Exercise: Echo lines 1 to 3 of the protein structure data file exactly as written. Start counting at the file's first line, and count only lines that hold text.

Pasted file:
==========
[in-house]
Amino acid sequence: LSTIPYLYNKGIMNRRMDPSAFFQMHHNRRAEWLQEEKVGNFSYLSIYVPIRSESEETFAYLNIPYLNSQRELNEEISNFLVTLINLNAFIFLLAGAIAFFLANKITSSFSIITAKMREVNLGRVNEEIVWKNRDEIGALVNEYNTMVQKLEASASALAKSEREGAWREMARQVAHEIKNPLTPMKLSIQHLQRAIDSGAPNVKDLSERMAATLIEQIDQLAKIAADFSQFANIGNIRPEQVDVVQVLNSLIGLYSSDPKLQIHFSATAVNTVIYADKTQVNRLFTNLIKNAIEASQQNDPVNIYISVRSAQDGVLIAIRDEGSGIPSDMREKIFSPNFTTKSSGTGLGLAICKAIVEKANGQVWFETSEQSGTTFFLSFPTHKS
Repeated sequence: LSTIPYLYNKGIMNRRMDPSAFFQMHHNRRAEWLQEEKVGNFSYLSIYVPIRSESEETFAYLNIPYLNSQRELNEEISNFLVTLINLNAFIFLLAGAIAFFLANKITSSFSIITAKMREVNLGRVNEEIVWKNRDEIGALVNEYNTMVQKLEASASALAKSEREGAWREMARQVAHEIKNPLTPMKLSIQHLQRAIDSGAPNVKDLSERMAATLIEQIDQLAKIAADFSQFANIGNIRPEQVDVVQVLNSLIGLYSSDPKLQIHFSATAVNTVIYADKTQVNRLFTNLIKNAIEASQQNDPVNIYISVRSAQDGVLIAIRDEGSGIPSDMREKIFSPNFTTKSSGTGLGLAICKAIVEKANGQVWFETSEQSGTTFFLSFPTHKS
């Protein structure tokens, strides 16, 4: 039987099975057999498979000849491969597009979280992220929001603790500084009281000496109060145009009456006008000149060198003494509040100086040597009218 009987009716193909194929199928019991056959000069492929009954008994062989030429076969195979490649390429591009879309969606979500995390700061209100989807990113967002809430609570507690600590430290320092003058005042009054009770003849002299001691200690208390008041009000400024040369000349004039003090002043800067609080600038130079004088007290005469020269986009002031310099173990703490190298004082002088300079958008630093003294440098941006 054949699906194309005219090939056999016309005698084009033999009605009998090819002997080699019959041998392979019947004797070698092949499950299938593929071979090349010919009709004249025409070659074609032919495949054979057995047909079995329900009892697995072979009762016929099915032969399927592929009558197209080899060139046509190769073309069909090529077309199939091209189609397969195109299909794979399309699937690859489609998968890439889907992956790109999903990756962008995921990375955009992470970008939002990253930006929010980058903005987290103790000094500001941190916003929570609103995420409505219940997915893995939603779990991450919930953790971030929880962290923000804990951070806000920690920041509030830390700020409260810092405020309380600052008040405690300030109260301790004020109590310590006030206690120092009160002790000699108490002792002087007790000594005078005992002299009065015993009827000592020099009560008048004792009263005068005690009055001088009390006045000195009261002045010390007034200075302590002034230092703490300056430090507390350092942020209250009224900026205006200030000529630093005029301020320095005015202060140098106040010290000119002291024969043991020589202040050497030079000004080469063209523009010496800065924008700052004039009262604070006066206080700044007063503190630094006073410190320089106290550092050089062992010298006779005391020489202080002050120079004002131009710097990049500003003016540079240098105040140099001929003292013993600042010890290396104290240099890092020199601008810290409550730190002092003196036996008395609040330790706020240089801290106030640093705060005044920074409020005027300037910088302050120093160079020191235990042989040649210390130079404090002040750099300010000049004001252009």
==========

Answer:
[in-house]
Amino acid sequence: LSTIPYLYNKGIMNRRMDPSAFFQMHHNRRAEWLQEEKVGNFSYLSIYVPIRSESEETFAYLNIPYLNSQRELNEEISNFLVTLINLNAFIFLLAGAIAFFLANKITSSFSIITAKMREVNLGRVNEEIVWKNRDEIGALVNEYNTMVQKLEASASALAKSEREGAWREMARQVAHEIKNPLTPMKLSIQHLQRAIDSGAPNVKDLSERMAATLIEQIDQLAKIAADFSQFANIGNIRPEQVDVVQVLNSLIGLYSSDPKLQIHFSATAVNTVIYADKTQVNRLFTNLIKNAIEASQQNDPVNIYISVRSAQDGVLIAIRDEGSGIPSDMREKIFSPNFTTKSSGTGLGLAICKAIVEKANGQVWFETSEQSGTTFFLSFPTHKS
Repeated sequence: LSTIPYLYNKGIMNRRMDPSAFFQMHHNRRAEWLQEEKVGNFSYLSIYVPIRSESEETFAYLNIPYLNSQRELNEEISNFLVTLINLNAFIFLLAGAIAFFLANKITSSFSIITAKMREVNLGRVNEEIVWKNRDEIGALVNEYNTMVQKLEASASALAKSEREGAWREMARQVAHEIKNPLTPMKLSIQHLQRAIDSGAPNVKDLSERMAATLIEQIDQLAKIAADFSQFANIGNIRPEQVDVVQVLNSLIGLYSSDPKLQIHFSATAVNTVIYADKTQVNRLFTNLIKNAIEASQQNDPVNIYISVRSAQDGVLIAIRDEGSGIPSDMREKIFSPNFTTKSSGTGLGLAICKAIVEKANGQVWFETSEQSGTTFFLSFPTHKS